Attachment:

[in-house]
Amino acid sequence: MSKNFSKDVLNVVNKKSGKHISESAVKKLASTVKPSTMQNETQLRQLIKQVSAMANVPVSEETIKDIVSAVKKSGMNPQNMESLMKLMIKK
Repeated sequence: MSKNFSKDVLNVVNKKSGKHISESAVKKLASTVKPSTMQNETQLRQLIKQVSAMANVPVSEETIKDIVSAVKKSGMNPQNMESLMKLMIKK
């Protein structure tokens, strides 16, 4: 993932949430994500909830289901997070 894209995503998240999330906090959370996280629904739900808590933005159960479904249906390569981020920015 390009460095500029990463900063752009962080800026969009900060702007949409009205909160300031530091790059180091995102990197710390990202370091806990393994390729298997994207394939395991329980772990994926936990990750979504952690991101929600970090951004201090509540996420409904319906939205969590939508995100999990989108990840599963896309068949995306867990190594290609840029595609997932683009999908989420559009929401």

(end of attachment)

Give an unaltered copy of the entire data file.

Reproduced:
[in-house]
Amino acid sequence: MSKNFSKDVLNVVNKKSGKHISESAVKKLASTVKPSTMQNETQLRQLIKQVSAMANVPVSEETIKDIVSAVKKSGMNPQNMESLMKLMIKK
Repeated sequence: MSKNFSKDVLNVVNKKSGKHISESAVKKLASTVKPSTMQNETQLRQLIKQVSAMANVPVSEETIKDIVSAVKKSGMNPQNMESLMKLMIKK
């Protein structure tokens, strides 16, 4: 993932949430994500909830289901997070 894209995503998240999330906090959370996280629904739900808590933005159960479904249906390569981020920015 390009460095500029990463900063752009962080800026969009900060702007949409009205909160300031530091790059180091995102990197710390990202370091806990393994390729298997994207394939395991329980772990994926936990990750979504952690991101929600970090951004201090509540996420409904319906939205969590939508995100999990989108990840599963896309068949995306867990190594290609840029595609997932683009999908989420559009929401």